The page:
Role of Climate Finance in Fighting Global Poverty

In recent months climate change has been at the forefront of people’s minds. The Paris Agreement was a landmark in international discussions on how to tackle climate change and its effects. The recent Conference of the Parties (COP 22) in Marrakech shifted attention to its implementation, despite uncertainty around the incoming U.S. administration’s ongoing commitment to tackling climate change.

The Paris Agreement rightly recognises the links between climate change and poverty, as do the Sustainable Development Goals. Just under half of the global population living in extreme poverty is located in countries that are vulnerable to climate change. And this is important, as people in poverty are more vulnerable than others to climate-related shocks such as floods, droughts, extreme weather events and increases in tropical diseases. Indeed, the impacts of climate change have the potential to cause those who have moved out of poverty to fall back into it when a natural disaster strikes. Situations such as these often require an international humanitarian response, as some communities do not have the resilience levels to recover without assistance, and domestic governments often cannot finance the recovery in full either.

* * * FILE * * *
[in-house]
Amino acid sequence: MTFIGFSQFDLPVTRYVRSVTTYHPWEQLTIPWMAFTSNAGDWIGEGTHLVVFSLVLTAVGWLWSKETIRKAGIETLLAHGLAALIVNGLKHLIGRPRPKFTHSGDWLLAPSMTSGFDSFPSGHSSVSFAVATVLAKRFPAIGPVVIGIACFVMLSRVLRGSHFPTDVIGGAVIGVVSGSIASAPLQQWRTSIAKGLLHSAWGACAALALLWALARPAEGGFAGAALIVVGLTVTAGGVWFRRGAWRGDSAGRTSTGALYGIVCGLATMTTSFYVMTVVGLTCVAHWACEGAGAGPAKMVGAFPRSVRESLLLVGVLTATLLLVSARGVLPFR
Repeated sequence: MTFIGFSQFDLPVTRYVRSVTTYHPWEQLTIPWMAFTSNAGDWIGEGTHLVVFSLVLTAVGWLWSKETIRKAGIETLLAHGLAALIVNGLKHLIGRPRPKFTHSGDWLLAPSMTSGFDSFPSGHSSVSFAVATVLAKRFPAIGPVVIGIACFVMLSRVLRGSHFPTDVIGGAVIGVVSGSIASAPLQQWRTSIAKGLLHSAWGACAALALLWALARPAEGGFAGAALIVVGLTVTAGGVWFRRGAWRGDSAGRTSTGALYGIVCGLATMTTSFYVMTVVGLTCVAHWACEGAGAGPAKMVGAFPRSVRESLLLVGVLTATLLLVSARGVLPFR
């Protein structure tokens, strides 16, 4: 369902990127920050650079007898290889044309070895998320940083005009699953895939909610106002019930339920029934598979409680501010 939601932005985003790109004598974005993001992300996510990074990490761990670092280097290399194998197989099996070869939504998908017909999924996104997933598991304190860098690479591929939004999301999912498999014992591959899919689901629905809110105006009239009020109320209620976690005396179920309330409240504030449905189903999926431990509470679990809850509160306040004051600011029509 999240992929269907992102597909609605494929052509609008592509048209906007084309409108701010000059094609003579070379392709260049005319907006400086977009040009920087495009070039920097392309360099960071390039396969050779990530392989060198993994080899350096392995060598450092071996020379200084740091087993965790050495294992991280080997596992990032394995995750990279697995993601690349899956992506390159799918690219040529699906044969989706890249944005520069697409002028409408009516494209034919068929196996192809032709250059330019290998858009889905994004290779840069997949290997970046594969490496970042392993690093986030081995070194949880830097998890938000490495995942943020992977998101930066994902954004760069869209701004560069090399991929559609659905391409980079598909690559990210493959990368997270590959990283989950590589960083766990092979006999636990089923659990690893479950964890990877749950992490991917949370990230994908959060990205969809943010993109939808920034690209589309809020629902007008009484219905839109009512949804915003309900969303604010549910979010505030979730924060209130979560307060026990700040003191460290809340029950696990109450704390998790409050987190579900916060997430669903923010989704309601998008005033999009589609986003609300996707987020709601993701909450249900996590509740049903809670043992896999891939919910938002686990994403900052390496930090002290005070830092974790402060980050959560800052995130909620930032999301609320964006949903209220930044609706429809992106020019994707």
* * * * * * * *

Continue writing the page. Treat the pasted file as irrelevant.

With climate change threatening to reverse the progress that has been made towards ending poverty, it is good news that in recent years international public resources to combat climate change have increased, with an estimated total of $48 billion flowing to developing countries in 2014. Development finance institutions are increasing their support to climate projects, and the level of official development assistance targeted towards climate change is increasing. This finance is preventative by nature, pre-empting the devastating impacts of climate change and building resilience to them.

But how well are the links between climate change and poverty reflected in the distribution of those resources?

Mei Ying Chan


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